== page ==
Here’s my VRMS graph for the last month:

@TrystanLea @Robert.Wall - any ideas?

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There wasn’t an a.c. supply when the “emon” front end powered up, so it’s assuming a nominal 230 V, and showing you apparent power rather than real power.

Power down the emonPi, and power up making certain that you have a good 11 V a.c. while you do so, and it should come back, with “AC Wave Detected” on the display at start-up. Restarting the Pi is not enough.

It will not go back to assuming 230 V while the “emon” part continues to run, so after starting, no a.c. voltage = power readings of zero.

Having written that - I think I spotted a bug. I powered up my emonPi to check, and it updated itself - and although the display reported “AC Wave Detected”, it appeared that it was using a fixed 230 V that didn’t go to zero when I unplugged it. Powering up again, this time without it updating, it behaved as expected, i.e. the voltage reports a very small value when a.c. is absent.


Fixed! A hard reboot (power cycle) fixed it. It was the AC (well, the international plug adapter) not working.

I’m surprised it yielded such crazy results. Here’s another screenshot of overnight/this morning, then I fixed it about 30 minutes ago.

Notice that the power usage jumps inexplicably about 6:40am. I can confirm there is no actual power draw like that, I think it’s the solar panels kicking in but getting multiplied massively. I’ve checked to see if I have a threshold set (if <x, assume 0) which might explain that, but I don’t.
Then when I fixed it around 9:15am, you can see how the usage has dropped dramatically. I would imagine a difference of apparent vs real power wouldn’t be so marked. We’re just a regular house, and haven’t been using our AC, so we’ve only been using fridge, lights, PC/TV, etc.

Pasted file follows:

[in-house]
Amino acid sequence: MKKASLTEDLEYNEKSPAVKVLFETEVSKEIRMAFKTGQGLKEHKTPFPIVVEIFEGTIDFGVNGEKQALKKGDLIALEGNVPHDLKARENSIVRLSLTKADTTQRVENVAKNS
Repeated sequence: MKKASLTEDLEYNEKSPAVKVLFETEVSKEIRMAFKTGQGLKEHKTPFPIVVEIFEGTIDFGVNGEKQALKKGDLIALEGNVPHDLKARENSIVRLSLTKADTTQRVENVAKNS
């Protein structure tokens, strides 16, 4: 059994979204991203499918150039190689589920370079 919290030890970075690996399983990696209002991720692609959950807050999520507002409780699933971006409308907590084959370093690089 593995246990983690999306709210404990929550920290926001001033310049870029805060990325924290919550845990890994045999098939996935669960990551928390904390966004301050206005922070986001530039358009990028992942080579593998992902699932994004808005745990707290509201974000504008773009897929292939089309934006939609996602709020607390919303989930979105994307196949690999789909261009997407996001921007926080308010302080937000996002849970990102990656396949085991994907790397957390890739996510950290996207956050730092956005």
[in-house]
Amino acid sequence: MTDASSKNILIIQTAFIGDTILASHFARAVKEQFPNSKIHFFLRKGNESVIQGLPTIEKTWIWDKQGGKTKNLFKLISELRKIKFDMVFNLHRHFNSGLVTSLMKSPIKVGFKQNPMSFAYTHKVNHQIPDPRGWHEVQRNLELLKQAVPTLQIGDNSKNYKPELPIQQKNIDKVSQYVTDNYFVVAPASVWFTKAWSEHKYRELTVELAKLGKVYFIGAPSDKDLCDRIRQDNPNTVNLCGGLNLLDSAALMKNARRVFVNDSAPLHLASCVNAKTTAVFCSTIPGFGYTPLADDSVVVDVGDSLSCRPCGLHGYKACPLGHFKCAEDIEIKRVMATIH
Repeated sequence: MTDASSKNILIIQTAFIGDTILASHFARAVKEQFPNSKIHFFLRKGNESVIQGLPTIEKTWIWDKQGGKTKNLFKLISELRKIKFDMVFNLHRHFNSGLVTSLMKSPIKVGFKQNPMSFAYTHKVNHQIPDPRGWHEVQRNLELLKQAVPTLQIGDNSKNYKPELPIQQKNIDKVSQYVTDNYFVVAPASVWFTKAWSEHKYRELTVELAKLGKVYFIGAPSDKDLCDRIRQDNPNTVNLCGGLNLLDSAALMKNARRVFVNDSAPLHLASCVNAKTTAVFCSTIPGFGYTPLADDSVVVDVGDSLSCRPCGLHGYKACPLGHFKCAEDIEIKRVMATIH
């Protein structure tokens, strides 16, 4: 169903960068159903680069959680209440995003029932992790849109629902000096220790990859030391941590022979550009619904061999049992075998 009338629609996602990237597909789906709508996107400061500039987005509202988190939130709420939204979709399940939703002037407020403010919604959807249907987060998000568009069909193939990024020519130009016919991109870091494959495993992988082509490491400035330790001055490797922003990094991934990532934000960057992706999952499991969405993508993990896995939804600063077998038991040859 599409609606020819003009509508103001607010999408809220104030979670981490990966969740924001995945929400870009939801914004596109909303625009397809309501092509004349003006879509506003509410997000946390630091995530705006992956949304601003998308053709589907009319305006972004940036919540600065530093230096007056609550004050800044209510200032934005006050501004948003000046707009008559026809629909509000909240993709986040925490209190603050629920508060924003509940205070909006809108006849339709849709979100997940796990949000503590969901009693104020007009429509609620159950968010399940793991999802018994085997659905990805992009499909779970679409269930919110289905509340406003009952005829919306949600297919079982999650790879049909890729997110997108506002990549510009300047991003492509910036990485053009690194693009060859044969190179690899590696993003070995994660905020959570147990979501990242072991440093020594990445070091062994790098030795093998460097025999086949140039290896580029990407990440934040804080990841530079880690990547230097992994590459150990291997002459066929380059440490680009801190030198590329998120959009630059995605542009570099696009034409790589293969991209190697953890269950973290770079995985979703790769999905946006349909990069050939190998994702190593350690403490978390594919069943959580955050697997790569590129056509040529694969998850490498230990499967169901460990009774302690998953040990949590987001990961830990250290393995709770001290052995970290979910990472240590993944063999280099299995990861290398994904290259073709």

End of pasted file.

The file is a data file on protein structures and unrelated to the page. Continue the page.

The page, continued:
In the last month the voltage has been somewhere between 230V and 247V, and currently sitting around 240V, so 230V would be a close enough guess.

Thanks to Robert and Brian. If you think it’s a bug that needs to be fixed, I’m happy to help if I can.

If it was a hardware problem - maybe there was some arcing going on inside the adapter - then there’s very little anyone can do about it.

As I explained above, it only makes the decision about whether to use the assumed voltage or the measured voltage at power-up, so after it had decided, it stayed with it. If, in the meantime, it saw spikes etc generated from the energy stored in the transformer core as the primary arced, it’s anyone’s guess what would have been recorded as the voltage - hence the power.

You screenshot means nothing to me as there is no scale and I don’t know what the two colours represent.

The obvious long-term solution is to replace that adapter, or adjust the contact springs to give a reliable connection. If you are prepared to recalibrate the front end, you could get this:
Voltage calibration coefficient - 300.0 (No-load = 10.4 V)

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Oh, sorry, blue is usage and yellow is solar generation. But it doesn’t really matter.

It would make sense if there was some sort of arcing resulting in an initial spike in voltage, meaning that it used a spurious voltage (e.g. 400V or something), but the vrms measurement graph was showing a flatline at 230V.

Anyway, I’m happy to write it off as something weird that happened to me. If it doesn’t happen to others, no point wasting our time investigating a fixed problem.

I tried flaring out the pins on the adaptor, but it didn’t make much difference. Instead of having the AC adaptor in the wall socket, I’ve used a powerboard so it’s sitting flat and gravity is holding it in the socket. I’ve also ordered a couple of spare adaptors just in case.

Thanks again for your help, I’m very happy it’s all working again.